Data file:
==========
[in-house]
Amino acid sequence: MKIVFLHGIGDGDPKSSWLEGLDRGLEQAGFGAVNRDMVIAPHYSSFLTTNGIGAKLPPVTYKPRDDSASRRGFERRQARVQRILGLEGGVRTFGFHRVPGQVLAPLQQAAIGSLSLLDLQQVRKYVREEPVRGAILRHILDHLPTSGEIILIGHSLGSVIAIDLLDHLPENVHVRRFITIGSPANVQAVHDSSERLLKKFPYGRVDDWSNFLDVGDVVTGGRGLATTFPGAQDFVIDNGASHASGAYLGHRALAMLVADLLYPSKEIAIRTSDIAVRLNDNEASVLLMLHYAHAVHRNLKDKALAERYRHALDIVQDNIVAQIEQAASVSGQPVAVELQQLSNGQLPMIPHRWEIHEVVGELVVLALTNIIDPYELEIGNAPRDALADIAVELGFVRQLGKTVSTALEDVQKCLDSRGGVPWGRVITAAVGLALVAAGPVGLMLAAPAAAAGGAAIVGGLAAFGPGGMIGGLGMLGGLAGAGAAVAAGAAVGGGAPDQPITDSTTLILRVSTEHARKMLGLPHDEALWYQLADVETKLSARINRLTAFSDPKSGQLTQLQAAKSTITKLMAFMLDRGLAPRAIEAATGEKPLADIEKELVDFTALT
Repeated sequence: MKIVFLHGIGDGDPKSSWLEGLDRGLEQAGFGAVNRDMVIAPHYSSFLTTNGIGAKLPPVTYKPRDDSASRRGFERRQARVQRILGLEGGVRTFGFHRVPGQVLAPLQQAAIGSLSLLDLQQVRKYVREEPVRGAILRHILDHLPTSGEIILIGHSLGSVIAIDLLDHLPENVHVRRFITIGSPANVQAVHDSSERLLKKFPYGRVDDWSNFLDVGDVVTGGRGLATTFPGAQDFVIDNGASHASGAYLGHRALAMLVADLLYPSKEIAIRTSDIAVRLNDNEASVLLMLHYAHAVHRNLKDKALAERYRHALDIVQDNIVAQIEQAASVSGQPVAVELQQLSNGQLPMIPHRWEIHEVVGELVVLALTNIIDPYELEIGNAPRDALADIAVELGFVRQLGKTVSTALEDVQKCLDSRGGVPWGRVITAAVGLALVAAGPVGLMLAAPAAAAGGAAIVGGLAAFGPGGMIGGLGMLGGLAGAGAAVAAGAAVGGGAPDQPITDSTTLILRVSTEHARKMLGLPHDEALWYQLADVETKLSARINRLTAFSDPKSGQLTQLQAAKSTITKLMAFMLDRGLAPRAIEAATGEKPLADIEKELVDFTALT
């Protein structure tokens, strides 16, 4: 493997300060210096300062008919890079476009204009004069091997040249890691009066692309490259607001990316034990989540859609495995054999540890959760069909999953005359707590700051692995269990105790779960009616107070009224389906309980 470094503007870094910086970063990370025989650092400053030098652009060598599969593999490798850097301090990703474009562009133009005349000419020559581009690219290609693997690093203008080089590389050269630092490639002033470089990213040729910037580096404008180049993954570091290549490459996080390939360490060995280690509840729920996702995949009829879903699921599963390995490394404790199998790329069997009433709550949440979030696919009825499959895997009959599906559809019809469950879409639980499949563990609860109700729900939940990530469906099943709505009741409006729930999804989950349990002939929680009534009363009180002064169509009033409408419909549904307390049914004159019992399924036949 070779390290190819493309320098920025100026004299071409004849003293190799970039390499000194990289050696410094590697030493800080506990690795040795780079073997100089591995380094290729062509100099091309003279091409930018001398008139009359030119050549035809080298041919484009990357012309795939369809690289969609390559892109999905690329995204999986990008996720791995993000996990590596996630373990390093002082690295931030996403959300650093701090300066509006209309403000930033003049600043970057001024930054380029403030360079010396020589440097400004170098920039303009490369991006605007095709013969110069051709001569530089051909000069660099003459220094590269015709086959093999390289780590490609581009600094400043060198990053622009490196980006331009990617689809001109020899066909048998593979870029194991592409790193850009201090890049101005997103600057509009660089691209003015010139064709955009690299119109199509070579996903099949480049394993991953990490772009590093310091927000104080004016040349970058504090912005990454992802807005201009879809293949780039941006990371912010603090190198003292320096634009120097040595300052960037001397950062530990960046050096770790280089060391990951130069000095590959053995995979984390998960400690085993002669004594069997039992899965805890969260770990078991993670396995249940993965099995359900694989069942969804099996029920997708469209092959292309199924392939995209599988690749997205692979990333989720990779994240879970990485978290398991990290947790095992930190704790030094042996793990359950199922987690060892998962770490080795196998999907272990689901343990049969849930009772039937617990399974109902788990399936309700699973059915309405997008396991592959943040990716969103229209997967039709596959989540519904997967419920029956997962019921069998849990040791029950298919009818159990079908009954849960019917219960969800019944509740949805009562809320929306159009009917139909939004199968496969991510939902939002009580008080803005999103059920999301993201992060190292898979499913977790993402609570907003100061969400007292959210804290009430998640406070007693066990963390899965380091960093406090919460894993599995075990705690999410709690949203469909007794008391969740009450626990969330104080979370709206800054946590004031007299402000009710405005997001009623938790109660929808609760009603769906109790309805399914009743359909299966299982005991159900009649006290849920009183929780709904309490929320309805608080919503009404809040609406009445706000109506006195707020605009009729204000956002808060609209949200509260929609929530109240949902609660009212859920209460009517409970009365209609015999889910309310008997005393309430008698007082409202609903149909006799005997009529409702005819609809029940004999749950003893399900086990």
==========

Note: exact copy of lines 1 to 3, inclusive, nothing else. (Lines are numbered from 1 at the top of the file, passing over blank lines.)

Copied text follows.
[in-house]
Amino acid sequence: MKIVFLHGIGDGDPKSSWLEGLDRGLEQAGFGAVNRDMVIAPHYSSFLTTNGIGAKLPPVTYKPRDDSASRRGFERRQARVQRILGLEGGVRTFGFHRVPGQVLAPLQQAAIGSLSLLDLQQVRKYVREEPVRGAILRHILDHLPTSGEIILIGHSLGSVIAIDLLDHLPENVHVRRFITIGSPANVQAVHDSSERLLKKFPYGRVDDWSNFLDVGDVVTGGRGLATTFPGAQDFVIDNGASHASGAYLGHRALAMLVADLLYPSKEIAIRTSDIAVRLNDNEASVLLMLHYAHAVHRNLKDKALAERYRHALDIVQDNIVAQIEQAASVSGQPVAVELQQLSNGQLPMIPHRWEIHEVVGELVVLALTNIIDPYELEIGNAPRDALADIAVELGFVRQLGKTVSTALEDVQKCLDSRGGVPWGRVITAAVGLALVAAGPVGLMLAAPAAAAGGAAIVGGLAAFGPGGMIGGLGMLGGLAGAGAAVAAGAAVGGGAPDQPITDSTTLILRVSTEHARKMLGLPHDEALWYQLADVETKLSARINRLTAFSDPKSGQLTQLQAAKSTITKLMAFMLDRGLAPRAIEAATGEKPLADIEKELVDFTALT
Repeated sequence: MKIVFLHGIGDGDPKSSWLEGLDRGLEQAGFGAVNRDMVIAPHYSSFLTTNGIGAKLPPVTYKPRDDSASRRGFERRQARVQRILGLEGGVRTFGFHRVPGQVLAPLQQAAIGSLSLLDLQQVRKYVREEPVRGAILRHILDHLPTSGEIILIGHSLGSVIAIDLLDHLPENVHVRRFITIGSPANVQAVHDSSERLLKKFPYGRVDDWSNFLDVGDVVTGGRGLATTFPGAQDFVIDNGASHASGAYLGHRALAMLVADLLYPSKEIAIRTSDIAVRLNDNEASVLLMLHYAHAVHRNLKDKALAERYRHALDIVQDNIVAQIEQAASVSGQPVAVELQQLSNGQLPMIPHRWEIHEVVGELVVLALTNIIDPYELEIGNAPRDALADIAVELGFVRQLGKTVSTALEDVQKCLDSRGGVPWGRVITAAVGLALVAAGPVGLMLAAPAAAAGGAAIVGGLAAFGPGGMIGGLGMLGGLAGAGAAVAAGAAVGGGAPDQPITDSTTLILRVSTEHARKMLGLPHDEALWYQLADVETKLSARINRLTAFSDPKSGQLTQLQAAKSTITKLMAFMLDRGLAPRAIEAATGEKPLADIEKELVDFTALT